The Royal Opera House at Covent Garden, London, is the most important opera house in the UK. The current edifice is the third theater on the site.


In 1728, John Rich, an actor and manager, commissioned The Beggar's Opera from John Gay. The success of the venture provided the capital for the first theatre at the site, which opened on December 7, 1732.

The first hundred years or so of its history the theatre was primarily a playhouse; the Letters Patent granted by Charles II had given Covent Garden and Drury Lane virtually exclusive rights to present spoken drama in London.

The first serious musical works to be heard at Covent Garden were the operas of Handel. From 1735 until his death in 1759 he gave regular seasons there, and many of his operas and oratorios were written for Covent Garden or had their first London performances there. He bequeathed his organ to John Rich, and it was placed in a prominent position on the stage. Unfortunately, it was among many valuable items lost in a fire that destroyed the theatre in 1808.

Rebuilding began in December of the same year, and the second Theatre Royal, Covent Garden opened on September 18, 1809 with a performance of Macbeth followed by a musical entertainment called The Quaker. The management raised seat prices to help recoup the cost of rebuilding, but the move was so unpopular that audiences disrupted performances by beating sticks, hissing, booing and dancing. The Old Prices riots lasted over two months, and the management was finally forced to accede to the audience's demands.

During this time, entertainments were varied; opera and ballet were presented, but not exclusively. In 1843, the Theatres Act broke the patent theatres' monopoly of drama. At that time Her Majesty's Theatre in the Haymarket was the main centre of ballet and opera, but after a dispute with the management in 1846 Michael Costa, conductor at Her Majesty's, transferred his allegiance to Covent Garden, bringing most of the company with him. The auditorium was completely remodelled and the theatre reopened as the Royal Italian Opera on April 6, 1847 with a performance of Rossini's Semiramide.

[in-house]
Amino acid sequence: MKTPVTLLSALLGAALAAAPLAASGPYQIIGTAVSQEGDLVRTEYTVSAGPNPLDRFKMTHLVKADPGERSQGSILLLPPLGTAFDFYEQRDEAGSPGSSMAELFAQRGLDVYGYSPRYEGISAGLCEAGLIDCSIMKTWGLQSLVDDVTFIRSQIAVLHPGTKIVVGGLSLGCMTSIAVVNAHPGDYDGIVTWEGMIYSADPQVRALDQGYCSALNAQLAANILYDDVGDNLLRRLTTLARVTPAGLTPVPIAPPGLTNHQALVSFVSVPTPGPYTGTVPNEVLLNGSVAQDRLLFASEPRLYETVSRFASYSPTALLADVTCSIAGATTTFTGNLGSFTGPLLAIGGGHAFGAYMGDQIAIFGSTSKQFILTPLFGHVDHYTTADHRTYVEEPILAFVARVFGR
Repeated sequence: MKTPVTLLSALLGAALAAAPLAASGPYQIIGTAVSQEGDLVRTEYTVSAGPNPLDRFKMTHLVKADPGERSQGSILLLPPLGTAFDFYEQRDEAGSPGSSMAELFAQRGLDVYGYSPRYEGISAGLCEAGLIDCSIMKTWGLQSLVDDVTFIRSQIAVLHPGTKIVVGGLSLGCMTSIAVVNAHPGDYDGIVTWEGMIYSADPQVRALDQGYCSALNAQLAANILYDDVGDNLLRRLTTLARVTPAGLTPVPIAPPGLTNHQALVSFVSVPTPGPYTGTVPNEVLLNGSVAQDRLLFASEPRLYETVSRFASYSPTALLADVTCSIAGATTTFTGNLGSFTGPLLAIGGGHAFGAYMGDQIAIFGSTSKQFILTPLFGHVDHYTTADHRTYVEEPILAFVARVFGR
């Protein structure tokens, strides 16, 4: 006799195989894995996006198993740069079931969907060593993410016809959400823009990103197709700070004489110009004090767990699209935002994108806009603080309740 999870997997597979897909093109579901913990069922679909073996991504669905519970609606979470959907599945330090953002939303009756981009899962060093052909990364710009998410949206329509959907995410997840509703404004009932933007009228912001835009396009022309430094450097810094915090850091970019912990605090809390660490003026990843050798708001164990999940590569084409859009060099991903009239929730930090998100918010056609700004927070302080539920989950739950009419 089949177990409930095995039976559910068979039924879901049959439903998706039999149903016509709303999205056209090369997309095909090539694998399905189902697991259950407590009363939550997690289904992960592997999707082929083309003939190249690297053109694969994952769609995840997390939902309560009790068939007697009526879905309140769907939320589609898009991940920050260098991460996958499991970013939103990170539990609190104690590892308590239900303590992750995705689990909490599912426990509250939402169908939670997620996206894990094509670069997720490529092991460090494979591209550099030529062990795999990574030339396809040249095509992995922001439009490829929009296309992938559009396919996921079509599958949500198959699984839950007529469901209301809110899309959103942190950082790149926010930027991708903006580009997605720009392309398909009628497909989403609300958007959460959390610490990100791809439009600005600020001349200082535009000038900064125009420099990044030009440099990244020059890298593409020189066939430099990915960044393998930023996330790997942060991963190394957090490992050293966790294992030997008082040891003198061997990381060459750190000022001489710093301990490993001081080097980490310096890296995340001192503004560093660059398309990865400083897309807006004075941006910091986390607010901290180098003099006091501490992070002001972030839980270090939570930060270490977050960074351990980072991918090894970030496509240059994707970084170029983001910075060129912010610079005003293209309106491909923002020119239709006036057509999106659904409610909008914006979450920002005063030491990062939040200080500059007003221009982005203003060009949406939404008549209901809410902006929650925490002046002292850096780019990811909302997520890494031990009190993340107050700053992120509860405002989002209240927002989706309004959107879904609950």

On March 5, 1856, the theatre was again destroyed by fire. Work on the third and present theatre (designed by Edward Middleton Barry) eventually started in 1857 and the new building opened on May 15, 1858 with a performance of Meyerbeer's Les Huguenots. The theatre became the Royal Opera House in 1892 and the number of French and German works in the repertory increased. Winter and summer seasons of opera and ballet were given.

During the First World War the theatre was requisitioned by the Ministry of Works for use as a furniture repository. During the Second World War it became a dance hall. There was a possibility that it would remain so after the war but, following lengthy negotiations, the music publishers Boosey and Hawkes acquired the lease of the building. David Webster was appointed General Administrator and Sadler's Wells Ballet was invited to become the resident ballet company.

The Opera House reopened on February 20, 1946 with a performance of The Sleeping Beauty in a extravagant new production designed by Oliver Messel. There was no opera company suitable for transfer to the Royal Opera House, but Webster, with his music director Karl Rankl, immediately began to build a comparable resident company. In December, 1946, they shared their first production, Purcell's The Fairy Queen, with the ballet company. On January 14, 1947 the Covent Garden Opera Company gave its first performance of Bizet's Carmen.

In 1975 the Labour government gave land adjacent to the Royal Opera House for a long-overdue modernisation, refurbishment and extension. By 1995, sufficient private funds had been raised to enable the company to embark upon a substantial renovation of the building between 1996 and 2000, during which period the theatre was closed.

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